So, if in your heart of hearts you do actually want to get it on with your man and get things into a good place sexually for you both, how do you get there? Here are a few suggestions which might get you started. If you have any others to add, please do share!
Have you considered HRT? It may not be for you, and your doctor will help clarify that, but if it is, it goes straight to the target. It brings oestrogen back into the woman’s body and gives her back some of her sexual super powers, not least lubrication and no more pain during sex. It also can eliminate many of the other symptoms of menopause which can impact sexual interest such as anxiety, hot flushes, weight gain, insomnia etc. If those ducks are in more of a row, then it is likely you will feel better about yourself, more confident and better placed to be intimate with your partner. Some doctors have even started to prescribe small doses of testosterone to compliment this and improve sexual desire. So a visit to your doctor is a very good place to start.
Make time for sex. Don’t attempt it when you are tired and all you can think of is when you need to get up. Maybe start with a relaxing bath together, earlier than you would normally go to bed. Chat, feel clean, feel relaxed, feel connected. Try and get into a regular ‘routine’ for it. In the words of a friend ‘use it or lose it!’ The more you do it, the more benefit you will gain. Studies show the optimal number of times a week is about 2-3. You up for that? You’ll sleep better, your confidence will be boosted, your anxiety will reduce, your body confidence will soar, your blood pressure will reduce, as will your stress levels.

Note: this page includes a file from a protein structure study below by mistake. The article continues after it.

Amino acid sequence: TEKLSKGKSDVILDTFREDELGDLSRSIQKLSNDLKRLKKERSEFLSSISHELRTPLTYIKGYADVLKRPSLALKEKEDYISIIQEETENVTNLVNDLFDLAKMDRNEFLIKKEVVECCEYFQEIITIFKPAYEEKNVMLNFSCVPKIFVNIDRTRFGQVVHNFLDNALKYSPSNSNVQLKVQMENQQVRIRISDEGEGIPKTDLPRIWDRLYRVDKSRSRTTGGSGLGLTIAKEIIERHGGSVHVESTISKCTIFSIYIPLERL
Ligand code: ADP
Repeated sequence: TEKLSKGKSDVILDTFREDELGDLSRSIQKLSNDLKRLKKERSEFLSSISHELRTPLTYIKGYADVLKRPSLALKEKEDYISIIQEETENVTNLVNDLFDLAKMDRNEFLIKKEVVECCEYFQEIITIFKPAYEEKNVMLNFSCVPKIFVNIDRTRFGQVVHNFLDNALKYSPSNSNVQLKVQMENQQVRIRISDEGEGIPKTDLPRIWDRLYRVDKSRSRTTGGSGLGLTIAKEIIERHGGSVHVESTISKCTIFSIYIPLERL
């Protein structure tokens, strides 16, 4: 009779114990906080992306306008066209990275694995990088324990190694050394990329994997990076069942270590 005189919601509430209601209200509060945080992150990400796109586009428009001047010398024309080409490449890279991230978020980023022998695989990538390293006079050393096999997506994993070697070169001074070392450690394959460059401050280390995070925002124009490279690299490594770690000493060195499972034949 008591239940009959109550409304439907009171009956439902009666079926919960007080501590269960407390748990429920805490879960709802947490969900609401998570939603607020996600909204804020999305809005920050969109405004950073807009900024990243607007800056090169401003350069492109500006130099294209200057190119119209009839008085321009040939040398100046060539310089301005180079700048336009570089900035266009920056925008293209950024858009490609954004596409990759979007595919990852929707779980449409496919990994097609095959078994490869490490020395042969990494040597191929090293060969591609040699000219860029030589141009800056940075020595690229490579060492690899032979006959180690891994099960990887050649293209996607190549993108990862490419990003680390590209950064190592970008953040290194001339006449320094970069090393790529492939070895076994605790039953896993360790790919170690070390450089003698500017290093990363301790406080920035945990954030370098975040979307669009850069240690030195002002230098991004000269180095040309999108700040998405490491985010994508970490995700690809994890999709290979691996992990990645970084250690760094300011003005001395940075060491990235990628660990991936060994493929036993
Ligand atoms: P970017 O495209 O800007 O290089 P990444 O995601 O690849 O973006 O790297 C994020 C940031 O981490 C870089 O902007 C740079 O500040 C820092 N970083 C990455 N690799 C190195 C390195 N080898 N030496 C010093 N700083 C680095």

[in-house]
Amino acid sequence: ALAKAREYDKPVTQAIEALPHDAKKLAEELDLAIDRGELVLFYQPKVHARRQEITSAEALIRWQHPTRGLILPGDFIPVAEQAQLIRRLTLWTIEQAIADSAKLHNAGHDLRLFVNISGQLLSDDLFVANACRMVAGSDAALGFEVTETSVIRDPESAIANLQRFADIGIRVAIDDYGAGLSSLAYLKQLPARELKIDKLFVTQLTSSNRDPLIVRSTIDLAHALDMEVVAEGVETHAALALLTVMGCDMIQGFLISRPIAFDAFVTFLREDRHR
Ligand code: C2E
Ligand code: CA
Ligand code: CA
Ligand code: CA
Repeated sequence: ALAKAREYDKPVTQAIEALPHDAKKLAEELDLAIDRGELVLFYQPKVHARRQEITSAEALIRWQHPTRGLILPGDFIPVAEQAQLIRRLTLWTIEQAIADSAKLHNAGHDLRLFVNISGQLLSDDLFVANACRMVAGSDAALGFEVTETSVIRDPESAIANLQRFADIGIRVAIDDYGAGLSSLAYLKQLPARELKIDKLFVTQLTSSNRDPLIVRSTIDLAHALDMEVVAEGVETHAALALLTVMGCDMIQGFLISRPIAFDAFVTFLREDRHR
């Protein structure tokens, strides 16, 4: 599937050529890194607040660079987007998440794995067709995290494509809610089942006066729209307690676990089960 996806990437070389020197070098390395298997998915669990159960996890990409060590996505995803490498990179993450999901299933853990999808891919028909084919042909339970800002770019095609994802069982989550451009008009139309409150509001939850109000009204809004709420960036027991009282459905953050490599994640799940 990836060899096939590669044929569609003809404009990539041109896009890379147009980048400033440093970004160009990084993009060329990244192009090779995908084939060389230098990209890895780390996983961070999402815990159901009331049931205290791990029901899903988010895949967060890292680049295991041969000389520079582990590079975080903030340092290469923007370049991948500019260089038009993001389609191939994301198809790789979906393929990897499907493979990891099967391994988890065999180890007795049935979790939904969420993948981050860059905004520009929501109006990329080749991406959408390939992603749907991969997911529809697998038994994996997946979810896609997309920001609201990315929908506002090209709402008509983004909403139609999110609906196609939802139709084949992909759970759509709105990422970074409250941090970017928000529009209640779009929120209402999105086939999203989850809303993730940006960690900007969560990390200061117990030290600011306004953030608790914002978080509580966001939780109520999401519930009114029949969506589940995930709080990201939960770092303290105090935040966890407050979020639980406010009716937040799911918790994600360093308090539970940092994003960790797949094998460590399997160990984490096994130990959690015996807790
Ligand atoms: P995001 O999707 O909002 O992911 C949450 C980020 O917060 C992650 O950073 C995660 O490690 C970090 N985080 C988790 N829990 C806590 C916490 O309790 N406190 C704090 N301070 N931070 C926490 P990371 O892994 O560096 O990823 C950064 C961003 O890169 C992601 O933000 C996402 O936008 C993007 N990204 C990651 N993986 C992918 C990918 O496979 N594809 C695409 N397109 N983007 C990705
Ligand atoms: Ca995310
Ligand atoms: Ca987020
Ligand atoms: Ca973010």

And take your time. This will help your body relax and lubricate itself for a better overall experience.
Communicate. The biggest and most important one of all to me. Tell him what you like, and when he does something that makes you feel good. Ask him what he thinks and wants too. The more you can talk to one another before, during and after to better understand what makes you both tick, the more likely it is that your intimacy will improve. I’ve read that to men, the most sexy thing a woman can do, is to actually really want it with him. They want to be desired just as much as we do. We just need to tell them. We know – we just do, that a little bit of confidence stoking will make them feel a whole lot better too and so this virtuous circle continues.
Use your eyes. Did you know the eyes visibly age more slowly than other parts of our bodies, so even if you feel your body is letting the side down, your eyes won’t be. As a key communication tool, we really should use them more to our advantage. Wordless use of just our eyes can be a very seductive mechanism. Think about it.
Don’t worry. This is easier said than done, but I wonder if we didn’t actually care about how we looked naked, we would feel so much better about ourselves. I can’t imagine many of us look or feel totally knock out when we’re clothes-free, and even when we were at our peak we probably didn’t think so anyway. Marylin Monroe was apparently a size 16 and without a shadow of a doubt, she was a total sex siren. It’s not all what you look like, it’s how you work it. Being sexy is not necessarily looking it, but feeling it. And when you feel sexy, you can be a bombshell and that is a total turn on for a man – and for you.
Extend your comfort zone. If you’ve been with your partner for a long time, then maybe an intervention or something that moves you ever so slightly out of your comfort zone might jazz things up. Sex toys, oils and lubricants, dressing up, role play, watching porn, different locations, dirty weekends, ‘afternoon delight’, new positions, using food in a suggestive way. Whatever it is that sends things into a happy flutter. Sex will evolve over time and exploring new things as confidence grows can only help your intimacy.
All this only really matters if you actually want to have an intimate relationship with your partner. Sex shouldn’t have to stop for women at any age. You need only look at Jane Fonda – an octogenarian who professes to still have regular sex. Whatever you do, I hope you will remember that you are beautiful and sexy, no matter your age.